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Launch of the Australian Indigenous Alcohol and Other Drugs Knowledge Centre

Posted on: 4 June, 2014
Issue: Vol 14 No 2, April 2014 - June 2014
Related to Alcohol use Illicit drug use Tobacco use Volatile substance use

Chair of the National Indigenous Drug and Alcohol Committee (NIDAC), Associate Professor Ted Wilkes, today launched a new Australian Indigenous Alcohol and Other Drugs Knowledge Centre at the NIDAC conference in Melbourne.

The Knowledge Centre web resource aims to provide the evidence base to reduce harmful substance use among Aboriginal and Torres Strait Islander peoples. It provides quick and free online access to a comprehensive collection of relevant, evidence-based, current and culturally appropriate alcohol and other drug (AOD) knowledge-support and decision-support materials and information for individuals, communities, practitioners and policy makers that can be used in the prevention, identification and management of alcohol and other drug use in the Aboriginal and Torres Strait Islander population.

The contract to develop the Australian Indigenous Alcohol and Other Drugs Knowledge Centre (Knowledge Centre) was awarded to Edith Cowan University’s Australian Indigenous HealthInfoNet by the Department of Health. HealthInfoNet Director, Professor Neil Drew, noted that ‘better information and knowledge are required to improve approaches to harmful substance use among Aboriginal and Torres Strait Islander peoples. Health professionals require access to a wide range of up to date and culturally appropriate materials and governments require evidenced based policy support materials. The Knowledge Centre will enable us to provide the collation and provision of advice to governments and health practitioners on Indigenous substance issues, with special focus on how current research can best inform future policy and planning and provision of strong and practical support for the Indigenous Alcohol and other drugs (AOD) workforce’.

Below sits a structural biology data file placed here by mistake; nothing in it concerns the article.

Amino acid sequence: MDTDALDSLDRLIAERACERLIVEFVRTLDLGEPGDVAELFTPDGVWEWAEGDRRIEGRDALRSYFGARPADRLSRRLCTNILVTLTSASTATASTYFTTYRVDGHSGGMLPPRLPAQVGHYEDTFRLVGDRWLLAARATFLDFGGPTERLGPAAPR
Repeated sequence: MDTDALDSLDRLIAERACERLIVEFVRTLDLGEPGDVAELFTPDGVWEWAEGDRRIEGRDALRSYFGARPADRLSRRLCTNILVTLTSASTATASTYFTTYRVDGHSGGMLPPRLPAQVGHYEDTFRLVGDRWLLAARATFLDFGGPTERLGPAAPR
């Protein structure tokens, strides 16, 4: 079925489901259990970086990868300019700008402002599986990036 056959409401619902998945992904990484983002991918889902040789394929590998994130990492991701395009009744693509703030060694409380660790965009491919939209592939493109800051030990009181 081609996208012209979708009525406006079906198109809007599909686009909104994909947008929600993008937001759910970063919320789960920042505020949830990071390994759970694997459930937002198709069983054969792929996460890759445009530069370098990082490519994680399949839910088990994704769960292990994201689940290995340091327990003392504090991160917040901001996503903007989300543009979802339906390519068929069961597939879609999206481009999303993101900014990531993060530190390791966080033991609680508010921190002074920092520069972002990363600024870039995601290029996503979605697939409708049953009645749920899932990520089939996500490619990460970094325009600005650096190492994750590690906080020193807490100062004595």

The work of the Knowledge Centre is supported by a collaborative partnership with the three national alcohol and other drug research centres (the National Drug Research Institute, the National Centre for Education and Training on Addiction, and the National Drug and Alcohol Research Centre). Guidance is provided by a National Reference Group comprising of specialists in the area of AOD.